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Seychelles achieved much during the year -- President

December 20, 201 -- The President, Mr James A Michel, has highlighted the successes of Seychelles during the past year and which have made the country proud. In his En Moman Avek Prezidan (Meeting the President) broadcast last night, he cited the rescue of Seychellois fishermen from pirates, the inauguration of the University of Seychelles, the economic reforms and the Young Leaders Programme as some of the achievements.

He spoke about the excellent work of our defence forces to rescue Seychellois fishermen from Somali pirates.

"Our defence forces, despite difficult conditions, succeeded in their operation and made us proud," he added.

Mr Michel said this incident proved the need for defence forces, adding that no one can now doubt this need.

Another event that impressed him and the country was the opening of the University of Seychelles, which he said was a dream.

Many people said Seychelles is too small to have its own university, but the official opening in November proved them wrong, he added.

"I shared this dream with all Seychellois when I announced the project in my state-of-the-nation address on June 18, 2007," said Mr Michel.

He said the university is the basis for our future and brings more opportunities to our young people.

The Young Leaders Programme is also a milestone in our development, the President said.

"We have three groups - the civil, military and police - and these youths can later take on new leadership roles," he said.

Mr Michel also spoke of the success of the economic reforms that started in 2008; this year Seychellois have seen the results.

He said the international community has been impressed by "our performance, good work and progress which have made us proud". And Seychelles extends its thanks to the creditors who have substantially written off our debts.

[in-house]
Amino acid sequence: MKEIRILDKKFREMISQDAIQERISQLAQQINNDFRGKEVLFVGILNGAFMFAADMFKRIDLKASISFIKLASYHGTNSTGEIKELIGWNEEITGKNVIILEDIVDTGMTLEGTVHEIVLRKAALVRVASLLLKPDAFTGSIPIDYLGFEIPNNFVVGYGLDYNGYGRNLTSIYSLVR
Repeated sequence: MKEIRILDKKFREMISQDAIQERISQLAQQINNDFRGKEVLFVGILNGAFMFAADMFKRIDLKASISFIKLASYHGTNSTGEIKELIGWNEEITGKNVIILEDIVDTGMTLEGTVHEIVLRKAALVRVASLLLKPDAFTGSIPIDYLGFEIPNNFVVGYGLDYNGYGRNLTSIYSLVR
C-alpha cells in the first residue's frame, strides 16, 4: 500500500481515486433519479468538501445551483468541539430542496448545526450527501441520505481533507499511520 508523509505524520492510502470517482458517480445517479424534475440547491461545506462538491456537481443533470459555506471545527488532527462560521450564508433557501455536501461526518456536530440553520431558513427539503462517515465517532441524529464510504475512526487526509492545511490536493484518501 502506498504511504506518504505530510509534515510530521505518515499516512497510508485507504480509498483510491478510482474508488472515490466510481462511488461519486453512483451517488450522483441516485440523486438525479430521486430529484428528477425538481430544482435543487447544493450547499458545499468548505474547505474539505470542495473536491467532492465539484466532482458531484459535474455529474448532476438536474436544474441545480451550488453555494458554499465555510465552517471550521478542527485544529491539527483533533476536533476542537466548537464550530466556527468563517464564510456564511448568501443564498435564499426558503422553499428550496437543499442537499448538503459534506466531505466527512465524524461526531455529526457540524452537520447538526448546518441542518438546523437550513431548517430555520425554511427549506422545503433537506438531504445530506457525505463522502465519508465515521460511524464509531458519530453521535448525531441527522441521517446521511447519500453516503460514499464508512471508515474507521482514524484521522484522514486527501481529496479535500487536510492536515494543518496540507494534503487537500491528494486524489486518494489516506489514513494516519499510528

"Our economic growth is 6%, and we have been able to cut our debts as a result of the credibility we have established," he added.

He said the social welfare system is functioning quite well, although there are some weaknesses that we need to address.

Mr Michel said our success lies also in the new business environment in which Seychellois are working hard. Today we have about 600 new small businesses, thanks to loans from government and concessionary credit from banks.

The President said though we have had our share of success, there are still challenges ahead.

"The economic reform has brought many challenges and sacrifices for our people, but things are getting better," he said.

One of the main challenges is to see how we can sustain our reform, making the remaining changes work so they will not have a negative effect on people.

Today there are more resources in the country, and people have realised that much has been done, Mr Michel said.

"We have foreign exchange in banks and a wide variety of commodities in shops," he said.

Like other countries in the world, we have our own particular challenges; as a small island state, Seychelles is being badly affected by climate change, which has brought more droughts this year.

These are difficult times for Seychellois who have to wait for water until late at night, and next year we have to speed up the way we tackle the issue of water shortages, he said.

He added that the Small Island Developing States (SIDS) group helps us to voice our concerns so that countries polluting our environment can help us to readapt through renewable energy.

The issue of piracy is another concern, and if Somalia remains an unstable state with total anarchy this can lead to more serious issues such as terrorism, the President said.

He added that recently the pirates have moved towards India, Maldives and even Tanzania.

"We have to prepare ourselves and next year intensify our capacity to face these challenges," he added.

Mr Michel added that our youths are also becoming victims of drug abuse, which is causing an increase in other social ills such as prostitution.

He gave some statistics on drug arrests for this year, during which 602 people have been arrested; 65 cases have already been investigated - 43 for trafficking and 22 for possession - and 14 of these traffickers are now in prison.

It is a great achievement for our nation every time these people are sent to prison, as they are destroying our youths, he stressed.

Mr Michel said the police and judiciary need to have more resources to take up such cases more quickly, and the government has put structures in place to address this.

"We have to tackle these social ills together at district level, through counselling, helping these young people to get jobs and educating them more," he said.

Mr Michel ended by asking all Seychellois, during this festive season, to live the spirit of Christmas with family and friends.